Tuesday, August 15, 2017

At ISU, Shue's FOREIGNER Is Out and Shepard's LIE OF THE MIND Is In

The School of Theatre and Dance at Illinois State University has announced a change in their schedule for the upcoming 2017-18 season.

Due to "the horrific events taking place in Charlottesville, VA this past weekend," the SOTD will be removing the previously planned production of The Foreigner by Larry Shue and replacing it with A Lie of the Mind by Sam Shepard.

The Foreigner is a much-performed comedy about a sweet man visiting a rural cabin in Georgia who pretends not to speak English so he won't have to talk to people, but his new "foreigner" status causes all kinds of problems. The Foreigner may be hilarious, but it involves Klansmen, including hoods and weapons, and it is understandable that that sort of thing doesn't seem all that funny at the moment.

A Lie of the Mind is altogether different, about toxic masculinity and domestic abuse, as the play examines what happens to the families involved after a man beats his wife to the point of brain damage. The statement from the School of Theatre and Dance notes that the selection of a Shepard play honors "the recent passing of this award winning playwright."

If A Lie of the Mind occupies the same space as The Foreigner, it will play in the ISU Center for the Performing Arts from September 27 to October 1 and will be directed by Lori Adams.

Other shows on the SOTD agenda for 2017 include She Kills Monsters, a 2011 play by Qui Nguyen involving Dungeons and Dragons, directed by Paul Dennhardt for the CPA in performance from October 27 to November 4; two classics -- Sophocles' Oedipus directed by Kristen Schoenback and Shakespeare's All's Well That Ends Well directed by Enrico Spada -- in repertory in Westhoff Theatre between October 13 and 28, and the Fall Dance Concert under artistic director Sara Semonis for the CPA November 30 to December 2.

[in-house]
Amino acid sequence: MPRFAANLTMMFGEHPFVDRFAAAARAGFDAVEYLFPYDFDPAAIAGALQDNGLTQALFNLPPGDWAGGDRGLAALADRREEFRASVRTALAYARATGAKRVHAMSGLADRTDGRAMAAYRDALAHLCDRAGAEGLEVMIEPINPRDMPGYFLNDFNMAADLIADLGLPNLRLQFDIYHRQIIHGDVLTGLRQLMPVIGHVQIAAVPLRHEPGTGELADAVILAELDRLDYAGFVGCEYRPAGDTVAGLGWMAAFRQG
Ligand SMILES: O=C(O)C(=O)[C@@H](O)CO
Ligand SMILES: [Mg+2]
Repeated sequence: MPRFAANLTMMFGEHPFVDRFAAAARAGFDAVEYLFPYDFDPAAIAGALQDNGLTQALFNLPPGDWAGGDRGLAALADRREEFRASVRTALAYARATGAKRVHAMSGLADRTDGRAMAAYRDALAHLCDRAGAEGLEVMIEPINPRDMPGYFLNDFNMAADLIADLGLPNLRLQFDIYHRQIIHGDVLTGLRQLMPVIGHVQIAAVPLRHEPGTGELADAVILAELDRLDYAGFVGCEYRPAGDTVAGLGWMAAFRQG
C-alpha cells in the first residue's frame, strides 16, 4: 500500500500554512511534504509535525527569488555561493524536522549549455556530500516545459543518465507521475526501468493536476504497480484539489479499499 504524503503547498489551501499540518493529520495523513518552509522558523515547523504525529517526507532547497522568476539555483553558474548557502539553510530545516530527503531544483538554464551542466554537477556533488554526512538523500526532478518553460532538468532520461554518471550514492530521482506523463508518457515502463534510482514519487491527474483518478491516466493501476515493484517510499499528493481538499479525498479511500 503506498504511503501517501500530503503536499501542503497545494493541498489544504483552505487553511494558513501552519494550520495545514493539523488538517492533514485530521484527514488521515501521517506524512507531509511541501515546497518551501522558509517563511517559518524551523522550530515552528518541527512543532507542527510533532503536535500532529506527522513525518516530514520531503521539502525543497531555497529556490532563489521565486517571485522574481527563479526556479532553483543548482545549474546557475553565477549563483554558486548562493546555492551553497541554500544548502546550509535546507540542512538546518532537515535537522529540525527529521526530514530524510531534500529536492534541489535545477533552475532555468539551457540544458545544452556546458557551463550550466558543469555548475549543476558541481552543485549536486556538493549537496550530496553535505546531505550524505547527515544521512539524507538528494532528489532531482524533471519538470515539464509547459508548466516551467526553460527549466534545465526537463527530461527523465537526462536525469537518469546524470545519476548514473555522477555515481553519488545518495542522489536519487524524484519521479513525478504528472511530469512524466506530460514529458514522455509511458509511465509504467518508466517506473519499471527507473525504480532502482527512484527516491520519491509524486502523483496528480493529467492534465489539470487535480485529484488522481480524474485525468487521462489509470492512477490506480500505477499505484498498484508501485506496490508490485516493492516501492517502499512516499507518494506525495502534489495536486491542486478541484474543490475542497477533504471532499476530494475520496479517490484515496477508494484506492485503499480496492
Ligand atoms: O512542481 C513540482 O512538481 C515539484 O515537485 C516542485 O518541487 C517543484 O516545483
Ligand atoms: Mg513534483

Things are a bit less clear-cut in the spring, although there is information that directing MFA candidate Schoenback will be back at the helm for Anne Washburn's dystopic fantasy Mr. Burns, a Post-Electric Play in Westhoff from February 16 to 24, 2018, while her colleague Spada will direct The Illusion, presumably playwright Tony Kushner's adaptation of Pierre Corneille's 17th century comedy, in Westhoff  March 30 to April 7, 2018. After that, the Mozart opera Cosi Fan Tutte will play the CPA from March 2 to 9 under a director to be named later and a show to be named later will be directed by John Tovar for the CPA from April 13 to 21.